Having never seen Indiana Jones and the Kingdom of the Crystal Skull, I was pleased to not find it included in LEGO Indiana Jones: The Original Adventures. The previous game instead focused on the true film trilogy, giving each movie a solid set of levels to play through and explore. It followed the same formula that won many fans over in the LEGO Star Wars games, and though it had some problems and didn’t tackle every key scene possible, it was a fun game all in all, with plenty to see and do despite no one being able to Force push droids.

And here we are now a year later with LEGO Indiana Jones 2: The Adventure Continues, a sequel that is both surprising and a great step forward for the LEGO game franchise. But not all is shiny LEGO blocks.

Click below to continue on with the review!

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Videogames can be fun and frustrating, you know

frustration

Two videogames have been driving me absolutely bonkers lately. One won’t just let me complete it (three achievements to go!); the other won’t even let me move forward.

LEGO Batman. Sure, I “beat” it months ago, but every now and then I pop back into it to grab some missed items and trying and unlock everything. And I’ve gotten just about everything…that is, but three collectibles. Now, one of them is painstakingly annoying to obtain. Trust me, I tried three times in a row last night. In one of the Penguin’s villain levels, you have to guide your characters down an icy slope, going through five specific flags to unlock the hidden canister. Sounds simple enough, yes? The problem is that if you miss even one flag you are then dropped into the level’s final boss battle room and cannot return to try again. Meaning you must replay the level again and again and…again. I’ve had zero luck so far. Insert heavy sigh.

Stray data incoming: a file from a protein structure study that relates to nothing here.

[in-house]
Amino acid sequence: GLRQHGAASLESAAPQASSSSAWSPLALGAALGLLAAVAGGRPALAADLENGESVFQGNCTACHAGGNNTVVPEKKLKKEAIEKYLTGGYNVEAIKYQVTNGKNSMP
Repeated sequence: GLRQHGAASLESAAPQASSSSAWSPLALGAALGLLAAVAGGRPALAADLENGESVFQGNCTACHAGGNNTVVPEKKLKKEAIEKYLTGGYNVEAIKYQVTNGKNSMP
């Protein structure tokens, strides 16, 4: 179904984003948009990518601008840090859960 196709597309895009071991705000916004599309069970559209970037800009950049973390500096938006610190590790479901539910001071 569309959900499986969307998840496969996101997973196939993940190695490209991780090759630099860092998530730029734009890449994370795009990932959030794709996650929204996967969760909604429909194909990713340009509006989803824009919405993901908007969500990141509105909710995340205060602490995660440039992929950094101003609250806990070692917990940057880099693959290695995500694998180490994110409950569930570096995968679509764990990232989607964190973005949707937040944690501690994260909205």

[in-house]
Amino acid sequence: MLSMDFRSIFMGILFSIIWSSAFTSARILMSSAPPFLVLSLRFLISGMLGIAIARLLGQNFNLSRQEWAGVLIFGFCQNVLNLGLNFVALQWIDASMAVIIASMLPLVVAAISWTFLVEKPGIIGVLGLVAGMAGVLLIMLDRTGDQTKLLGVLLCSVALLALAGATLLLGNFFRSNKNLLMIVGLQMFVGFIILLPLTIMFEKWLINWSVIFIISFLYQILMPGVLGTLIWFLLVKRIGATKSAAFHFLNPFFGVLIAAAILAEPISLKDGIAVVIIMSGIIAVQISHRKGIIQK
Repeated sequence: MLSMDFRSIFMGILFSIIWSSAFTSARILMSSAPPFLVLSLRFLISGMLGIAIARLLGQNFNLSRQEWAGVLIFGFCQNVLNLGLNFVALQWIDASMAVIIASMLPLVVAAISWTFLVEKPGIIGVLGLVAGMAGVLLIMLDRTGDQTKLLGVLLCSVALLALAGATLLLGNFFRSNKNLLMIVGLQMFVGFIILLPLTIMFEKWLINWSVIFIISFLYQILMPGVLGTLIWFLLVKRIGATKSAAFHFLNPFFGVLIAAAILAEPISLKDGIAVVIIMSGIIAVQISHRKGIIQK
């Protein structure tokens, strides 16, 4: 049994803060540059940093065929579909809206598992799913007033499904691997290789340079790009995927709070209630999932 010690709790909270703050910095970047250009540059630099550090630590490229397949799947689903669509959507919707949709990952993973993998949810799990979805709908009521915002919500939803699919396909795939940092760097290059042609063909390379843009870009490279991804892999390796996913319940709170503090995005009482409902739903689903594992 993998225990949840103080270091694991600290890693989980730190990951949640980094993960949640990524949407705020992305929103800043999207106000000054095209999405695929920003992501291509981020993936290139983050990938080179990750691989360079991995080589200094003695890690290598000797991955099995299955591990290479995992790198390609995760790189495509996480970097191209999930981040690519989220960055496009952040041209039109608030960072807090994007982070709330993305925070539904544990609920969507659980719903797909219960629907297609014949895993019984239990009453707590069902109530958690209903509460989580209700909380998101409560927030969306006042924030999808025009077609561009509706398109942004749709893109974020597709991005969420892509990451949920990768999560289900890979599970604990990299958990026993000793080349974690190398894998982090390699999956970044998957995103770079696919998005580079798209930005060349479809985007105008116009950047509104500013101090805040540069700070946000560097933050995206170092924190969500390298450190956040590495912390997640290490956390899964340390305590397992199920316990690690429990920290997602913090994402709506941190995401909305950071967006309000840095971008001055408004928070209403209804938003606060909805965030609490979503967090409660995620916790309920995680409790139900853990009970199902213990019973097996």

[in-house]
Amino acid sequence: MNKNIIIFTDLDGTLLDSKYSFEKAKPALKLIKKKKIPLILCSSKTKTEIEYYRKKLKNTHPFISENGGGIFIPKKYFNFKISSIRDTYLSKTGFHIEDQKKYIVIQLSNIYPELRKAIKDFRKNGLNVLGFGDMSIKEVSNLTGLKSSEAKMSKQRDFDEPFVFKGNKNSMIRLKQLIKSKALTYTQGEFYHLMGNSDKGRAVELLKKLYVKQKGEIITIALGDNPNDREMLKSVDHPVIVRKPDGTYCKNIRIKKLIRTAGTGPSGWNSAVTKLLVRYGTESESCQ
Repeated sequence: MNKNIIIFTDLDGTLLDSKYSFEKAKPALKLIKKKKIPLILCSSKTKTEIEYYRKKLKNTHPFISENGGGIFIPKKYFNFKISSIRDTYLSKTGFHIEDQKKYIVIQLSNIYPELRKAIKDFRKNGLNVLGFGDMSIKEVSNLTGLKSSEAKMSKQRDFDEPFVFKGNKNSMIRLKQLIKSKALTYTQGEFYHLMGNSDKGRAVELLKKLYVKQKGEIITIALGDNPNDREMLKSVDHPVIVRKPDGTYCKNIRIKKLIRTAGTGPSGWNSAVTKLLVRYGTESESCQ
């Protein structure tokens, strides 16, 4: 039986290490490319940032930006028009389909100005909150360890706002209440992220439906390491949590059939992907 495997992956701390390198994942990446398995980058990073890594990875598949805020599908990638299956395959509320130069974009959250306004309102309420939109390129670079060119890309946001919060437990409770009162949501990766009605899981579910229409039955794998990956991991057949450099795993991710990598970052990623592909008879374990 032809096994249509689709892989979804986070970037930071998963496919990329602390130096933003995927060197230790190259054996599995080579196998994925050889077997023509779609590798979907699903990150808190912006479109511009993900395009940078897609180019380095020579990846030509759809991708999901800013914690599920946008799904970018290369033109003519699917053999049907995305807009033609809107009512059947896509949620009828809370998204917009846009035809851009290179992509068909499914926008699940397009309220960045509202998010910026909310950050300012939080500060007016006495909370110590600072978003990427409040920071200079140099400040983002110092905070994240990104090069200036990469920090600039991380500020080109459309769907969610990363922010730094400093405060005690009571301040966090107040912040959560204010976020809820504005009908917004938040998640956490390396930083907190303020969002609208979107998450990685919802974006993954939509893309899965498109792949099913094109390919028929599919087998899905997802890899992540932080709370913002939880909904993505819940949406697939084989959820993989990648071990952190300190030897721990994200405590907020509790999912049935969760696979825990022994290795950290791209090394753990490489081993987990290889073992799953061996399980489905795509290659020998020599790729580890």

And then we come to Eternal Sonata, a bizarre RPG that isn’t really my favorite thing in the world, but I liked it enough to get to the middle of Chapter Three. It has my gang running around a pirate ship of…evil pirates. I don’t know. The storyline is a bit murky to my memory at the moment. Anyways, my dudes are about all LV 19s, and we hit the ship’s main boss: Captain Dolce. To put it simply: she slaughtered us. An online walkthrough suggested that our party be all LV 22s at least before tackling Dolce. That means, if I want to move forward, I have to now waste a good couple of hours just wandering the ship’s floors, fighting generic minion after minion after minion.

I know this blog is called Grinding Down, but grinding is not something I yearn to do. Time is precious, and this sort of roadblock only wants me to put the game back on the shelf and move on to something a little more forgiving.

Being a hero, always

legobatman3

Well, I’m one step closer to getting my second full 1,000 gamerscore, which is most definitely going to be from LEGO Batman. Last night, I punched and kicked my way through three more levels to find the remaining helpless idiots and save them from…well, save them from being eternally held by goons and clown-faced mercenaries. Upon sending a flaming batarang up one of said goon’s butts, I unlocked this:

vigilante
Vigilante
(25G): Rescue 25 civilians.

Which has me currently sitting at 37/46 achievements. Now, let’s just be clear…the LEGO games are by and far not terribly challenging or hard. Glitchy, sure. Badly designed at times, you got it. In fact, the achievements they offer up are anything but challenging–what they are, however, is time-consuming. Most of the ones I have remaining involve achieving 4,000,000,000 in studs (yes, that’s the correct number of zeros), buying everything in the game, finding all the mini-kits, and generally completing LEGO Batman to 100%. I’ll get there, block by block (LEGO, that is), but man will it take me some time…